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Human/Animal Bond

The Joys of Living with an Older Dog
December 10, 2018 (published)
Schrader. Photo by Charlotte Waack.

If you’ve had even one pet, you know they do not live as long as we would like. For many of us, it is hard to watch our pet grow old, but I am a cup half full type of person so I try to see the upside of living with an older pet. My Australian Shepherd, Schrader, is now 12 1/2 years old. We brought him to our home when he was just eight weeks old, and he has lived his whole life with me and my husband.

Even though we know Schrader’s time on this earth is limited, we find humor in living with an old dog. He still plays with toys whenever he can grab them before our terror of a Corgi manages to steal them right out of his mouth. He still loves to chase tennis balls, but during the winter when we play in the house, we turn on all of the lights so he can see where the balls go. Of course, he still loves to play Frisbee but we now just toss it a couple of feet instead of flinging it an acre away. He passes gas whenever he lays down, long loud farts that make us laugh. Schrader likes to attempt chasing the four-wheeler and the golf cart, but he poops out a lot sooner than he used to, and the next day he is a lot slower getting up as his chasing has made his joints a bit stiff. Some days he is just an old man wandering around his kingdom and taking stock.

We cherish the days that he acts like a puppy whether it is because he feels good or maybe because his brain is not firing on all cylinders. Why he does doesn't matter; I just love it when he does.

Veterinary medicine has come a long way since when I entered the field back in 1990. We have treatments and medications to help our pets live longer lives. Physical rehabilitation and acupuncture are used to help manage pain. Medications and diets may help with cognitive dysfunction. Very cool stuff! Working with your veterinarian to come up with a plan to help keep your pet healthy is an important step in owning an older pet. Checkups and blood work twice a year can help to catch some of the health issues and any issue is easier to turn around or slow down when treatment is started early. Life is good for our seniors compared to what used to be available.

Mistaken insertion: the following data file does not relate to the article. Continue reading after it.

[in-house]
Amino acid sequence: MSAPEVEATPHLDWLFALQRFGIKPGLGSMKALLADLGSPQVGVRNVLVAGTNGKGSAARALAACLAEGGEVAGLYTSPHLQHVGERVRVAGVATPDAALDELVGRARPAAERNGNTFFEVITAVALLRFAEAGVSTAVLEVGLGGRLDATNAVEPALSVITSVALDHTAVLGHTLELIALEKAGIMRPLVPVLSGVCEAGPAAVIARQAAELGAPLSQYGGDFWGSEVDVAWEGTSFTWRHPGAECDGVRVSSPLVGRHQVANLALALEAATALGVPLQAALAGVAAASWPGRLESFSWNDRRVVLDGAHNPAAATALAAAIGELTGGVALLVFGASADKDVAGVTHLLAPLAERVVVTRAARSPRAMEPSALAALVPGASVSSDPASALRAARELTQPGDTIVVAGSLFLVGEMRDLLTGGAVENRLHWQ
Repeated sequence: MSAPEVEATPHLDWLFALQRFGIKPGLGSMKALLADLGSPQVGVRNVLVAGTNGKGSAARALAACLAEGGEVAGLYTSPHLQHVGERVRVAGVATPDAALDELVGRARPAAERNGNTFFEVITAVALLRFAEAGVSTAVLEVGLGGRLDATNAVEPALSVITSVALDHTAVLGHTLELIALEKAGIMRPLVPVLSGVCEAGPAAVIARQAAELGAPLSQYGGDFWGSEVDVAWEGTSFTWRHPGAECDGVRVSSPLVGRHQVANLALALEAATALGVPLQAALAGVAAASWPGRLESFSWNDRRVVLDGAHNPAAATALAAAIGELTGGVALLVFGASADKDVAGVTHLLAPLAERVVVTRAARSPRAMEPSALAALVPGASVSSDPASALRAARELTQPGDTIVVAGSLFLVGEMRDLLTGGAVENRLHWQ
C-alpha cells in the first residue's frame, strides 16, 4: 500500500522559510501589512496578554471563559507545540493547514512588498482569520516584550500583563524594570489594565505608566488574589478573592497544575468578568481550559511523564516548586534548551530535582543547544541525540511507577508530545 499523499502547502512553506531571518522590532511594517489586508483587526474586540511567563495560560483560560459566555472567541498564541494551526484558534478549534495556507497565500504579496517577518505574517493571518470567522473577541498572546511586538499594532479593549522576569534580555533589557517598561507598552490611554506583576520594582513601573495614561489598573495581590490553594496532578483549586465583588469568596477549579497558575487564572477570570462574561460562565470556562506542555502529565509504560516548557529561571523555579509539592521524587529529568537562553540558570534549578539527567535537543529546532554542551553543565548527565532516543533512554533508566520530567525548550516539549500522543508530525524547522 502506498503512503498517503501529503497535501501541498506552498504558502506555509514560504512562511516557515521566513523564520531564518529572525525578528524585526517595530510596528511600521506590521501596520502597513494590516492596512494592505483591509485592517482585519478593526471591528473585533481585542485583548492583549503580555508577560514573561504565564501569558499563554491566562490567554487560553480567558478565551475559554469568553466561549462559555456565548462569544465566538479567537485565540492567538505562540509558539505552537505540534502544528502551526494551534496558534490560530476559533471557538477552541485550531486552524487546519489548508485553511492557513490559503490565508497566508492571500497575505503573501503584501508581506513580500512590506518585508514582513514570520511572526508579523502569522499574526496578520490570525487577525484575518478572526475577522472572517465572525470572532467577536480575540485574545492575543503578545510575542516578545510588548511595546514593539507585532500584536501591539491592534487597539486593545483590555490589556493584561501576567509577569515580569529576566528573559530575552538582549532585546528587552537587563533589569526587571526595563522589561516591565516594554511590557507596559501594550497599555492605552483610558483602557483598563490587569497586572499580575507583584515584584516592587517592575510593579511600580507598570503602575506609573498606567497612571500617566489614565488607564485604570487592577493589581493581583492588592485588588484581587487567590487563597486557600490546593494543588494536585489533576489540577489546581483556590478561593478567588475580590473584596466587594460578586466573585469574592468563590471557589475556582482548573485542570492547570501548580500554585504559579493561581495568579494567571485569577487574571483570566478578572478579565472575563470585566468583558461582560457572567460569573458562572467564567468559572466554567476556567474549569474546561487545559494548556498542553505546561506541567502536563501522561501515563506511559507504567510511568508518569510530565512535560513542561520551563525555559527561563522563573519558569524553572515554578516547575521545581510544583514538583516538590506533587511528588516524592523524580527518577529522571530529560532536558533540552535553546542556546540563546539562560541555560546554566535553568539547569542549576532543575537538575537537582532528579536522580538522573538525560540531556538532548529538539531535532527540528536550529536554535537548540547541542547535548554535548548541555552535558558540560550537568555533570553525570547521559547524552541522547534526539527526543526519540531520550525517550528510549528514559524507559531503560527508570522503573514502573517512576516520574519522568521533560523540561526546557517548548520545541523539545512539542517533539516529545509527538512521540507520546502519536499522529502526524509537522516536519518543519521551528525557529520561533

Making small changes in your house to accommodate your elderly pet can help too. You can buy steps or a ramp to help dogs get up on the bed or in the car, and with those dogs expend less effort than jumping and less risk of causing back issues. Orthopedic beds are also sold or can easily be made. Not changing the layout of your furniture is important for dogs who are losing their vision. Using raised food and water dishes can help with their digestion and make it easier to reach. We now have several dog beds for Schrader to choose from as he moseys throughout his day. We also have those daily pill dispensers to ensure he never misses a dose. The happier he is, the happier I am!

We love him so much at this age, and I think about what’s happened in all the years we’ve been together.

Remember puppyhood?

There is no denying that puppies are cute, but they are also a lot of work! Before you bring a puppy home you have to puppy-proof your house.

Once the puppy is at your house there is house-training, which can take four months to accomplish (some dogs grasp it immediately, some never quite get it). You have to start training from day one so your puppy learns manners and can become a good companion instead of a chewing, leash-pulling monster. You have costs involved with the vaccination series, neuter or spay, basic obedience and socialization classes, replacing chewed shoes and socks, and for those with carpets a carpet shampooer because – don’t kid yourself about this – there are accidents. Perhaps some of us can get away with just renting one a few times. Then there’s money spent on necessary items such as leashes, collars, bowls, toys; useful items such as crates, beds; and even unnecessary items, such as clothes and baby blankets.